Every day, Southeastern Ohio Legal Services (SEOLS) Pro Bono Coordinator Patricia Vargas Vegas is amazed at the grit and tenacity of the private attorneys who commit to pro bono service.
“The fact that they find time out of their busy lives to do pro bono work while having a full-time job is amazing. They’re wonderful people,” Vargas Vegas said.
Vargas Vegas recalled a situation when she urgently needed a pro bono attorney for a client who was in desperate need of help at the time.
“I emailed a few of the attorneys who are always generous with their time and explained that I didn’t want to reschedule the client’s appointment because they really needed help,” Vargas Vegas said. “And one of the attorneys immediately responded and said, ‘I’m on vacation, but I’ll be more than happy to help tonight.’”
After graduating from Vanderbilt Law School and before coming to SEOLS, Vargas Vegas worked as a staff attorney/pro bono coordinator for a legal aid program in Florida. At SEOLS, Vargas Vegas works under the leadership of Dianna Parker, director of pro bono and community engagement at parent organization Ohio State Legal Services Association, and with Kayla Callahan, pro bono coordinator at the Legal Aid Society of Columbus.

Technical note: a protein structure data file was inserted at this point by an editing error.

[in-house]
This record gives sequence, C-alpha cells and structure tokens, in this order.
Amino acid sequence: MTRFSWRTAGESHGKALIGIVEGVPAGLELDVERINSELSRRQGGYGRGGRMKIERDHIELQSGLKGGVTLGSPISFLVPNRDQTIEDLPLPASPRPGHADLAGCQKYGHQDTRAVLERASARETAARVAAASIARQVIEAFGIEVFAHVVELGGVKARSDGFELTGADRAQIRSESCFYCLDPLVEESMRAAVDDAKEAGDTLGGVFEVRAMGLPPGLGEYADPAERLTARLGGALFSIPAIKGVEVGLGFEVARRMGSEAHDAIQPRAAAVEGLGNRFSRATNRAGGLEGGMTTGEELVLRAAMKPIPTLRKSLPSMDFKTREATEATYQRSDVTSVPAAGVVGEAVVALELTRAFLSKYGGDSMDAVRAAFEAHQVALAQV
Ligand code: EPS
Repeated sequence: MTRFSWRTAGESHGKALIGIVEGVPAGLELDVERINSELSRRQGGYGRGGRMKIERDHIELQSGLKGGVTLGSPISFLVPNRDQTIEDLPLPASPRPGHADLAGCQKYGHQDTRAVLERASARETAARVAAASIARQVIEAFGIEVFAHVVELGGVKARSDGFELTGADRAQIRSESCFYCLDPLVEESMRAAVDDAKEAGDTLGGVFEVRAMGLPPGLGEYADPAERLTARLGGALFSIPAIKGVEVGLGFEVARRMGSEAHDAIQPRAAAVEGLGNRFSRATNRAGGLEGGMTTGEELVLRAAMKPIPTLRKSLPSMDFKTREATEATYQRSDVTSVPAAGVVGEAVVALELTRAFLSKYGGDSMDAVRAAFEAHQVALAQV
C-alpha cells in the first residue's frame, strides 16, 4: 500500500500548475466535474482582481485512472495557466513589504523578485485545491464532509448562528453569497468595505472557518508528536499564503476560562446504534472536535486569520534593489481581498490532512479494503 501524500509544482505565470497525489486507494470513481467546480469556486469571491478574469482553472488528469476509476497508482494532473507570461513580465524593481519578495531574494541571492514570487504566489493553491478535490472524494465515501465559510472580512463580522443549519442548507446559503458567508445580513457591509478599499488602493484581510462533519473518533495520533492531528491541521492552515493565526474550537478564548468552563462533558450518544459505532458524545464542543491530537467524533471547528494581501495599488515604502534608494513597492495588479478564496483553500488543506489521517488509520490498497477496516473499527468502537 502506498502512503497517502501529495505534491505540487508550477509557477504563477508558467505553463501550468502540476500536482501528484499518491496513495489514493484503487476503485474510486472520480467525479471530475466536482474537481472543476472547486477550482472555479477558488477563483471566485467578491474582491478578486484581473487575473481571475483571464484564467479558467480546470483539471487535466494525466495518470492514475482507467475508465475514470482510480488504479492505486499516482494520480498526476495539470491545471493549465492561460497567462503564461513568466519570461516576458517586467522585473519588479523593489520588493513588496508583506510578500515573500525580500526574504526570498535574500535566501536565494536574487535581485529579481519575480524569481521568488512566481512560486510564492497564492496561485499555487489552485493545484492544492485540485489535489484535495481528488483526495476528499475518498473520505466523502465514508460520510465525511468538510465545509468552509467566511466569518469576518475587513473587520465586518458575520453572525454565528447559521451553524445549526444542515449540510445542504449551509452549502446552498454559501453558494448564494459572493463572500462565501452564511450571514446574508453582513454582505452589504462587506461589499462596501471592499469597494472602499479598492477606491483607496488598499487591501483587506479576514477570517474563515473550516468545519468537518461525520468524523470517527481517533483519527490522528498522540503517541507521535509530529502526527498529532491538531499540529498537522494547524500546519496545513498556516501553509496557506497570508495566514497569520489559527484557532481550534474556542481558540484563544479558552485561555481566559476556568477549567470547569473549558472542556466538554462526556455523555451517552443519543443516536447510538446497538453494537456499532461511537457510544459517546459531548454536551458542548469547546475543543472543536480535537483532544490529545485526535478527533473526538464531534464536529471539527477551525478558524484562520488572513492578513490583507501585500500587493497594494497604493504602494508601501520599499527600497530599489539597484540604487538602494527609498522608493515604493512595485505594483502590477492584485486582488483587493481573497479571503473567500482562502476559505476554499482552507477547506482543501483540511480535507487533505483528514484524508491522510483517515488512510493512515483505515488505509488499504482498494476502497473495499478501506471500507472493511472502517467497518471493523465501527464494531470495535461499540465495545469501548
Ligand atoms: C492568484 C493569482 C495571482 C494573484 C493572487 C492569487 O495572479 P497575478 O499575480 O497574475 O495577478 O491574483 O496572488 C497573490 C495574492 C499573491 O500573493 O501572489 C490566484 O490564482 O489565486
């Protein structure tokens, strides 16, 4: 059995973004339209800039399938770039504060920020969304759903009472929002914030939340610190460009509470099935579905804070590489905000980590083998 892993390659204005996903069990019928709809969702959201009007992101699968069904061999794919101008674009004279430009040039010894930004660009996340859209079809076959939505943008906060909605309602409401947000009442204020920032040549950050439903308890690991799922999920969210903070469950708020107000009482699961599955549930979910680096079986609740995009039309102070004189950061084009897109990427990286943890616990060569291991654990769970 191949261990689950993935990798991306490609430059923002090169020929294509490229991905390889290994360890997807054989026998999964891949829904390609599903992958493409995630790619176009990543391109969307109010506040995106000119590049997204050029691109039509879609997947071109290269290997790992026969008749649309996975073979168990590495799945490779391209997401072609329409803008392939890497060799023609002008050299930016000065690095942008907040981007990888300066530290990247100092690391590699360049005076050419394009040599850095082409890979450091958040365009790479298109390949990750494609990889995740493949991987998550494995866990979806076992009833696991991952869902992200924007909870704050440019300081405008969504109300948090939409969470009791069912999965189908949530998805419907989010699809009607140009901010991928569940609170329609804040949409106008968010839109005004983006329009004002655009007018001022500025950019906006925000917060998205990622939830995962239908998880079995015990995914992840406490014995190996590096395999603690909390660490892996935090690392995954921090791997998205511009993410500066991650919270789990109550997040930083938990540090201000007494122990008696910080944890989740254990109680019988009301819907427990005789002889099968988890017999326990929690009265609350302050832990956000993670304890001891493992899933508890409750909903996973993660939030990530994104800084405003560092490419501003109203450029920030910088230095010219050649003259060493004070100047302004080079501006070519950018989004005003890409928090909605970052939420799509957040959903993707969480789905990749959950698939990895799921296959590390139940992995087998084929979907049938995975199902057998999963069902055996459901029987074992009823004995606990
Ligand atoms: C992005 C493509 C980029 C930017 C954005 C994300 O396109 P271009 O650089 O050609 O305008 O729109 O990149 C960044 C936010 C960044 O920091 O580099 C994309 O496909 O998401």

The overlap is useful for advancing many objectives, including recruiting private attorneys, law students, or paralegals for pro bono service and developing different service projects.
“We operate as one pro bono program that serves different areas,” Vargas Vegas said.
The pandemic has allowed for increased collaboration between SEOLS and The Legal Aid Society of Columbus because most of the programming is remote, eliminating the geographic boundaries for clients.
“Projects typically located in Columbus and geared toward Columbus clients have now been opened to clients in the Southeastern Ohio region,” Vargas Vegas said. “Because the clinics are remote and volunteers are working from home, everything has been more inclusive.”
One thing she values about her position is relationship building. Vargas Vegas, who was born in Venezuela and lives in Columbus with her husband and two children, appreciates that the virtual format has provided greater opportunities to get to know the volunteers.
“It’s been great learning more about them, their jobs, hobbies and families,” she said. “We used to do that during our in-person clinics before, but sometimes we didn’t have as much downtime to really talk.”
Vargas Vegas sees technology continuing to play a prominent role in expanding pro bono services and legal services generally.
“I’m looking forward to new opportunities in the coming years to expand our program,” she said. “And the more we expand, the more clients we’re going to be able to serve.”
Are you an attorney interested in volunteering with SEOLS? Visit https://www.seols.org/attorney-volunteer-interest-form/
October is Pro Bono Month and the Foundation is celebrating by highlighting the pro bono coordinators at each Ohio legal aid. Read the profiles.